Saskia Laroo: Lady Miles
SL: Yes, I love to work with foreign musicians, young musicians from the country or city where I perform. It adds something to the band as a whole and because of our cultural differences, interesting things can happen, it is an inspiring experience. Every musician has a certain role to play. We're all equal and valuable, both as soloists and accommodating musicians. Even if I play the lead, I can support another musician in his or her lead too, you can arrange this while on stage together. It's the band as a whole concept. If I were in the audience, listening, I would want to learn about every musician involved, not just the leader of the band. It's about unity; the soloist depends on those surrounding him or her. That's why I am very pleased with Warren because he is such a good accompanist.
AAJ: Let's take a look at your schedule. You went to Taiwan and Bangkok. You went to Indonesia in November last year and headed out to India in December, February is all about Germany, you're off to Singapore in March and in April you're in Brasil. How do you manage, organizing it all?
SL: Most of it is done by myself and I got a lot of paperwork at home to prove it. But I now got someone helping me plan the touring, because with travel schedules and all, it has to be well organized.
AAJ: Tell us something about your own label, Laroo Records.
SL: I had a gig at a party once, for the staff and personnel of a factory that manufactured albums for a record company. They didn't pay me cash, but in 1,000 LP's. All I had to do was to provide the recordings. Another record company offered me a contract after they had heard the music I wanted to release on those 1,000 albums. It was 1992, instead of vinyl it was CD. That record company however was only interested in one composition. They wanted to remix it and release it as a single. So I said no and decided to found my own label. The first 1,000 CD's were sold within a week and in the Netherlands alone, 10,000 have been sold and 25,000 CD's worldwide. That wasn't bad for a relatively unknown musician, because that's what I was then. Because of these CD's more people got to know about my music, but it was mostly in the underground scene. Still, if you see how big the cities in China are, there are 33 million people which means twice the size of the Netherlands in just one town! Interest in my music from abroad grew due to those first CD's.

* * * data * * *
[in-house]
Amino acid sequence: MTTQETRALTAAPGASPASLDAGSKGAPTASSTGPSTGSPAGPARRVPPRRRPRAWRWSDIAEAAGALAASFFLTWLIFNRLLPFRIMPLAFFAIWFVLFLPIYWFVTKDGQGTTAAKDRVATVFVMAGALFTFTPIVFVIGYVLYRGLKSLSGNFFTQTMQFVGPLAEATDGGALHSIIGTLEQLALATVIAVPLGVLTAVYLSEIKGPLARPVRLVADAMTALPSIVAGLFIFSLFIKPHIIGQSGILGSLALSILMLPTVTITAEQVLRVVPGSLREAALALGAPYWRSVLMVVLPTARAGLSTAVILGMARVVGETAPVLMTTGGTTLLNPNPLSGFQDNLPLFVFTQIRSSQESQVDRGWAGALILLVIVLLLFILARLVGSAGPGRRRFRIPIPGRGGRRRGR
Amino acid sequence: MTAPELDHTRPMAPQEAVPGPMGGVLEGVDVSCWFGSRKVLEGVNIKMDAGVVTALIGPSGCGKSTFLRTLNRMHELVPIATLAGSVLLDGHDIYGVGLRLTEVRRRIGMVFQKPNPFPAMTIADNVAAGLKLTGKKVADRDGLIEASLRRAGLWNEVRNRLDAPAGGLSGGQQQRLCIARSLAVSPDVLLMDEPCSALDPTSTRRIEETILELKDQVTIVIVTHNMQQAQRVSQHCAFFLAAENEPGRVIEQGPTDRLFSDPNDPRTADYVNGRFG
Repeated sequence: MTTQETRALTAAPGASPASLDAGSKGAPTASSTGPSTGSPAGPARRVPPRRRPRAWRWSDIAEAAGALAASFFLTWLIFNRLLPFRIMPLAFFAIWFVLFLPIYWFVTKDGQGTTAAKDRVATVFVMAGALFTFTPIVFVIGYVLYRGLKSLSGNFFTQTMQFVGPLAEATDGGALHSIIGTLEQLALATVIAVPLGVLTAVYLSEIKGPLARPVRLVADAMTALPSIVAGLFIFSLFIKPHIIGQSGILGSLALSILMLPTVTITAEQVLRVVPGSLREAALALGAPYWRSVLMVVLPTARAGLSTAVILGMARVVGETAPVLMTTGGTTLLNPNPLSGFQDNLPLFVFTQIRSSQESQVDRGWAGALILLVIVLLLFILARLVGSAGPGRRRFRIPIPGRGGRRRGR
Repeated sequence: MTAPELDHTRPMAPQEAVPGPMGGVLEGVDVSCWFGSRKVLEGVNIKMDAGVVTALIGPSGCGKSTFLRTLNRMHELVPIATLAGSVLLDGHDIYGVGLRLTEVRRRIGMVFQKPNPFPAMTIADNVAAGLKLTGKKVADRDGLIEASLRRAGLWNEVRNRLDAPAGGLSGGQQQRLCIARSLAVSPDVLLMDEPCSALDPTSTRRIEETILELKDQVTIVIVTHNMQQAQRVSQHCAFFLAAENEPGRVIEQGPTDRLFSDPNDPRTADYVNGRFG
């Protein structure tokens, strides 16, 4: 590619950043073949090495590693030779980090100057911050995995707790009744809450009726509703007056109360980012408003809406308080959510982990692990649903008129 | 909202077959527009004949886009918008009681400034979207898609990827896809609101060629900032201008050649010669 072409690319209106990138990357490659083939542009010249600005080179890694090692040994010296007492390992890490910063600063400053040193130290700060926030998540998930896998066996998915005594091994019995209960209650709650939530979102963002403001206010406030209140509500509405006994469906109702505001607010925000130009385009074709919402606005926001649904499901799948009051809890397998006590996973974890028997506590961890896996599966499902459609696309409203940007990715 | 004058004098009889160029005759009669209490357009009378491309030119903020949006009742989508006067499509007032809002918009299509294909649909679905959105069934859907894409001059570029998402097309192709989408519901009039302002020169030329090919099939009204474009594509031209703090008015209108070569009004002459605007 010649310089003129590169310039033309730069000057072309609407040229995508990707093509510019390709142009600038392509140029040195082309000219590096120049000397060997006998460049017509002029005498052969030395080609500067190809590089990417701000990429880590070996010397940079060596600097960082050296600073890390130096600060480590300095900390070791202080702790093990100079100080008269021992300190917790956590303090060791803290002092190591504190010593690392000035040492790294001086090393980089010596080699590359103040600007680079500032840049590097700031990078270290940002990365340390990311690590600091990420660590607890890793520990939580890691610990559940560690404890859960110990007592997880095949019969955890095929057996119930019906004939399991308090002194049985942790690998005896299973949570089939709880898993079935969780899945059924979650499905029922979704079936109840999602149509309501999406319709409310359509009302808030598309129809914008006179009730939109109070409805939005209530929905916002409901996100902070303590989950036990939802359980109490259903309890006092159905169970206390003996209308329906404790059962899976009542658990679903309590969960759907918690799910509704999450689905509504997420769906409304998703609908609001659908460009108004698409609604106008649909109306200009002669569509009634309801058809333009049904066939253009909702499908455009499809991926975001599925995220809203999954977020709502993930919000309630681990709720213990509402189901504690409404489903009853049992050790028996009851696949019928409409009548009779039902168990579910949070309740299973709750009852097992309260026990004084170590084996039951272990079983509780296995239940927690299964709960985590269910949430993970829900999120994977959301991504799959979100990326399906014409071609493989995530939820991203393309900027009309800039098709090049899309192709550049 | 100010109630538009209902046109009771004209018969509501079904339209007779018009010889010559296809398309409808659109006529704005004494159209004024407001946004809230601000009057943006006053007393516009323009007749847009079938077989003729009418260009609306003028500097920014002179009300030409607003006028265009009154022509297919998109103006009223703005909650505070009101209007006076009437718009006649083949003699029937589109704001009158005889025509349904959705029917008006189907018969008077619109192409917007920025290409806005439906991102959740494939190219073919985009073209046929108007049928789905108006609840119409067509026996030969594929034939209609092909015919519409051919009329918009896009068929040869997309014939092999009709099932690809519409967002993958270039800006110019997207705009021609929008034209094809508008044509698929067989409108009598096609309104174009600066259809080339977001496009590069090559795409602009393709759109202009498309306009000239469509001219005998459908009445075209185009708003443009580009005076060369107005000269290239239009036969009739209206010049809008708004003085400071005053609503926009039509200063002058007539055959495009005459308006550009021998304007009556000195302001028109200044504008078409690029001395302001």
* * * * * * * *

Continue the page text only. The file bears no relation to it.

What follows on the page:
AAJ: Do you have a wish list of musicians you'd like to perform with?
SL: I could say Herbie Hancock and Ron Carter, or McCoy Tyner and Hargrove or Marsalis because I think they're great. But I would want to play with everyone, really. To share a stage is like a conversation, getting to know each other. I like jamming. Especially those huge festivals, like in Montreux? Afterwards there's often a great after jam. Last time we jammed with the John Legend band, for instance. And in South Africa, that was really cool, insane even. Capetown had a fantastic after jam, you meet so many famous musicians there.
AAJ: How would you describe your chosen profession as a musician, what is your drive?
SL: First, I am grateful I can make music all over the world and that it makes me happy. I enjoy it if people enjoy the music I create and am pleased to be able to share my musical experiences with other musicians. Being older now also makes me realize how fortunate I am to be able to live this life. It's what I've been working for all these years. I still work hard for it. The music is what matters most. I invest in myself by being a performing artist and earn a living by it. And to travel to so many countries as an artist, I can see things from wider perspectives and various points of views. I try to stay objective in my opinions, so it won't influence my music wherever I am. People are free to think or feel whatever they want when they listen to my music. It's important to me to take my audience seriously and treat them with respect.
I hope that when they come to my concerts they can forget about their worries and problems and simply have a good time enjoying themselves, feel revived even. I try to reach within, touch their emotion, that's most essential to me. Like there's some sort of atmosphere between the audience and the musicians, on levels of meditation perhaps. I hope I can stimulate this, so the audience feels understood. Especially if I'm in countries where they don't have democracy like we know in the Netherlands. I'd like to bring people together, that's it. I'm more of a diplomat, a musical diplomat.
Saskia Laroo, Real Jazzy (2008)
Saskia Laroo, It's Like Jazz (2004)
Saskia Laroo, Sunset Eyes (1999)
Saskia Laroo, Jazzkia (1999)
Saskia Laroo, Bodymusic (1998)